Planters Peanuts is having a moment in the cultural zeitgeist due to its attention-seeking Super Bowl stunt. According to YouGov Signal data, the brand’s social-media mentions increased by a staggering 2,000 percent when the sacrificial death of fictional mascot “Mr. Peanut” was teased in the weeks leading up to the game. So that means this marketing campaign was a success, right? Well, let’s wait and see whether this sharp (yet fleeting) increase in brand buzz will positively affect sales of Planters Peanuts, or the stock price of parent company Kraft Heinz.
Look, I’ll be the first to applaud the brand’s thoughtfully crafted, well-phased, cross-channel story arc, as well as its responsive restraint in the wake of real-life cultural icon Kobe Bryant’s tragic death. It’s clear that Planters' marketing strategy leveraged the classic playbook of grabbing and amplifying attention. The problem with this approach is that “attention” is a superficial marketing currency that’s becoming obsolete. Why? Today’s consumers have higher expectations from brands than in the past. It’s why, according to Nielsen, only 9 percent of U.S. consumers say they’re loyal to brands that they’ve always bought.
In a modern world where people’s relationships with brands are far from monogamous, companies have to do a whole lot more to win the daily share battle than essentially shouting, “Hey, look at me!” via clever content. As an industry, we must move away from brand attention as an objective and instead embrace something different—something much more impactful to business and, yes, to our greater society. But what?
The answer lies in having a better understanding of what actually motivates people. And there’s a 77-year-old gem of a starting point in Abraham Maslow’s theory of human motivation. It asserts five hierarchical tiers of “needs” that, as each one is fulfilled, will lead to self-growth and eventually “self-actualization.” A similar, yet modernized, concept can be applied to brands that want to take a human-first approach to marketing. So, I’ve adapted Maslow’s model—consolidating and renaming its tiers—into a marketing framework that can help lead brands to elevate their purpose and, instead of seeking brand attention, earn brand devotion.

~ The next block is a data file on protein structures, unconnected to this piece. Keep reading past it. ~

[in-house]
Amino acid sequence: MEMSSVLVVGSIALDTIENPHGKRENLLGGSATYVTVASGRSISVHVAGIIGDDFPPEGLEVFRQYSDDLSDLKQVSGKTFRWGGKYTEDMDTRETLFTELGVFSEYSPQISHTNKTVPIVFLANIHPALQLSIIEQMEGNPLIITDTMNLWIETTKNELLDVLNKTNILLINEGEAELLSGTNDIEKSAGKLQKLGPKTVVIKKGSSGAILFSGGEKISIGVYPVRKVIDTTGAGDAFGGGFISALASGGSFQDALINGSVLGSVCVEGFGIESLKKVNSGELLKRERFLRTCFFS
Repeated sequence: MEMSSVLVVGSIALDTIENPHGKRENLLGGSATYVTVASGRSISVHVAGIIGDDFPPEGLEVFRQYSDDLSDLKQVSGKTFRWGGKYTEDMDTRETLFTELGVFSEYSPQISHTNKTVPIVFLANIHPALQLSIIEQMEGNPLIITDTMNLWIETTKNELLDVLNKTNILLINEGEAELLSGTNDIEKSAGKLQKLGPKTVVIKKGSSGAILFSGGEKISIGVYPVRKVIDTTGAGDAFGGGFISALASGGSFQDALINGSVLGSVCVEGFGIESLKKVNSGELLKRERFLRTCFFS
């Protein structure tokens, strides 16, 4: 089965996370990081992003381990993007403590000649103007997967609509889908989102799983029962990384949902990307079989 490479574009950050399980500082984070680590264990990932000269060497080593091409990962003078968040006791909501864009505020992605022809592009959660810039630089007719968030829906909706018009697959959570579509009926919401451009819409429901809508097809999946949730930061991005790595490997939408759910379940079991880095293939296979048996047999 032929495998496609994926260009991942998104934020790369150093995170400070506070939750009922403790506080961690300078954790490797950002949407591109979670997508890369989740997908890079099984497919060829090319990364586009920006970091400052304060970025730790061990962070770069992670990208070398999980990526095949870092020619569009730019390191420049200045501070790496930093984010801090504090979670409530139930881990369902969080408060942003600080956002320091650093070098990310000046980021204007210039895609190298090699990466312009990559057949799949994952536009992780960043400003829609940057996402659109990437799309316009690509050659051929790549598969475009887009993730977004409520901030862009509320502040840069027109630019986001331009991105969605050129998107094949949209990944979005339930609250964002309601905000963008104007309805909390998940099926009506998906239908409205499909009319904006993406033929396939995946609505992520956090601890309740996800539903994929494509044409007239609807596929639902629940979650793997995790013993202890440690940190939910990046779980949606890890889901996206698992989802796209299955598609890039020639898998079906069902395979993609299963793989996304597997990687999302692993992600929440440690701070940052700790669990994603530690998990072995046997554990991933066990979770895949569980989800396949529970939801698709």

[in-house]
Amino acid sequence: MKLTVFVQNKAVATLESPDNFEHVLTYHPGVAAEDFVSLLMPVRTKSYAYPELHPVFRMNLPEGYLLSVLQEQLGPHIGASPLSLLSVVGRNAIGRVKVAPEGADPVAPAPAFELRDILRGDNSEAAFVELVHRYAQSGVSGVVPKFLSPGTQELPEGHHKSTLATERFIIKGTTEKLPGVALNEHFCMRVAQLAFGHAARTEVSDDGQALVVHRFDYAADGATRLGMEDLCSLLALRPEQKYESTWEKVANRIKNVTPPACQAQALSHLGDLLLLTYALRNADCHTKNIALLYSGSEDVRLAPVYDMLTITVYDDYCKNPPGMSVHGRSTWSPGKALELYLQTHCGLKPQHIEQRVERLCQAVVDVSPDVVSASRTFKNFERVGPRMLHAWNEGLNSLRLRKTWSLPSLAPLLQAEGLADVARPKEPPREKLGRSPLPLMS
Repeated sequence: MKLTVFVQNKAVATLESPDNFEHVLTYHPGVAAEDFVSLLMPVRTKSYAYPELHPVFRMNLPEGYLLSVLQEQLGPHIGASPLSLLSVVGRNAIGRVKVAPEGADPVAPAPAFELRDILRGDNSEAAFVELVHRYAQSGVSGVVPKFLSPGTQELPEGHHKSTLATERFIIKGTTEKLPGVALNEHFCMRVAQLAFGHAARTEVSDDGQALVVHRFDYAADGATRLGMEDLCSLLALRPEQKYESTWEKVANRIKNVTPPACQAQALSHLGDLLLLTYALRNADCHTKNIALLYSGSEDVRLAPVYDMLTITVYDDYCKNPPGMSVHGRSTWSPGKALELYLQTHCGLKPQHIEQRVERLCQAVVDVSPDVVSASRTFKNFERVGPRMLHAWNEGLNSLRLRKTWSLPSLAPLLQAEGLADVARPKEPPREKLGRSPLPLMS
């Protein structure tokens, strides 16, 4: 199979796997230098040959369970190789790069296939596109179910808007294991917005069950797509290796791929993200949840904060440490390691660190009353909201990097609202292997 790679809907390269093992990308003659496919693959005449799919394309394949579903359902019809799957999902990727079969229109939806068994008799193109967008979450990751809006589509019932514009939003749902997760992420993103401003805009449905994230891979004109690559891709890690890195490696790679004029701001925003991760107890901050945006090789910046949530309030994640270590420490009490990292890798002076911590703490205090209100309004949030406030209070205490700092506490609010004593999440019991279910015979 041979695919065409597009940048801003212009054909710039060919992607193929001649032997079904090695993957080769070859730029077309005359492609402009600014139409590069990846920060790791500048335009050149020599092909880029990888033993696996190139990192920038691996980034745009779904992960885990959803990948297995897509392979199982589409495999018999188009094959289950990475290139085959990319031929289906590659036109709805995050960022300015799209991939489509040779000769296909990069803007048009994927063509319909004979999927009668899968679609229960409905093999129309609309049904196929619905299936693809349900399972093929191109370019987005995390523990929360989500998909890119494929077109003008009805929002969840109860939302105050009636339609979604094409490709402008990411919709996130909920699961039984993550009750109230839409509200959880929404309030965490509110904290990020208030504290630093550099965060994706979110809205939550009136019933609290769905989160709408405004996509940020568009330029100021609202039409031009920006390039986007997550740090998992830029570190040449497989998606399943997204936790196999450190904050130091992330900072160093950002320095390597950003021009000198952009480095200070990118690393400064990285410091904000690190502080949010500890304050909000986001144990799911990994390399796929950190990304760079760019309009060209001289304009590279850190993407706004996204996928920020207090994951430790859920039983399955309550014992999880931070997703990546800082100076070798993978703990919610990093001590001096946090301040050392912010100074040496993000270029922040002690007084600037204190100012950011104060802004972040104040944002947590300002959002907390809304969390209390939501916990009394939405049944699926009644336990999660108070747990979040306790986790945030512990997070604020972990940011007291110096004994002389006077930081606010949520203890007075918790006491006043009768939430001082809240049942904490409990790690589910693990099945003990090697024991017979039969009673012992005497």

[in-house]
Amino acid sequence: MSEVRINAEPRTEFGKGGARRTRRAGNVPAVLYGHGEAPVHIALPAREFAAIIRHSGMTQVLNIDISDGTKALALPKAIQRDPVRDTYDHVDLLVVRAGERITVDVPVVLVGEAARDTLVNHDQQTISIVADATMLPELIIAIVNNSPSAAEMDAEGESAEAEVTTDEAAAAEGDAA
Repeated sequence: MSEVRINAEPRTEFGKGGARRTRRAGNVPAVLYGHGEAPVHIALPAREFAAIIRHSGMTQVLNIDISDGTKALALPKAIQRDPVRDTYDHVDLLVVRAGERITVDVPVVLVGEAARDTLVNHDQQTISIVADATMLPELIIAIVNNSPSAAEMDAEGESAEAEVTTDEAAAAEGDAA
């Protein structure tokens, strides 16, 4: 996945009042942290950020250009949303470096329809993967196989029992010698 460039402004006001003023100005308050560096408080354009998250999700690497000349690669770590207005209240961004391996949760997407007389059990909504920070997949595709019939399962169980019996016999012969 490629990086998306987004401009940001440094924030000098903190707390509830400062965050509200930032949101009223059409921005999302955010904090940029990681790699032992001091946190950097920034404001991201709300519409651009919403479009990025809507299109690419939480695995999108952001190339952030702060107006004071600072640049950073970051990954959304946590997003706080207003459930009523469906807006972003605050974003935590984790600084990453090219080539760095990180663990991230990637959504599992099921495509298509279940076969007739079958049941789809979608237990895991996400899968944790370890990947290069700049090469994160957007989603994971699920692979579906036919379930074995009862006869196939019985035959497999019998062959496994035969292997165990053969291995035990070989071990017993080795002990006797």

Let’s start at the bottom tier and work our way upward.
Borrowing from Maslow’s “Safety” need, trust has to be the foundational “need” as consumers transact with brands. In a recent survey, 67 percent of consumers said that once a brand loses their trust, there is no getting it back. People must believe that products and services will work as advertised, be delivered consistently, and do no harm to themselves or their loved ones.
As a sign of the times, the top concern for consumer trust is, of course, personal data protection. One study pinpoints misuse of personal data as the top driver of distrust in companies, while 70 percent of Americans feel their personal data is less secure than it was just five years ago. It’s no wonder why establishing consumer trust is one of the top issues keeping CMOs up at night. So, what should they do about it? Brands must first fulfill the basics of consumer trust by over-communicating and demonstrating how they’re ensuring the safety of their consumers, both today and moving forward.
The next need in Maslow’s hierarchy is feeling a sense of “Belonging.” Consumers agree that loyalty to a brand is largely emotion-driven and that after the trio of honesty, trust and integrity (see the previous tier) comes “belonging.” And yet, just 15 percent of consumers believe that brands do a good job of bonding with them emotionally.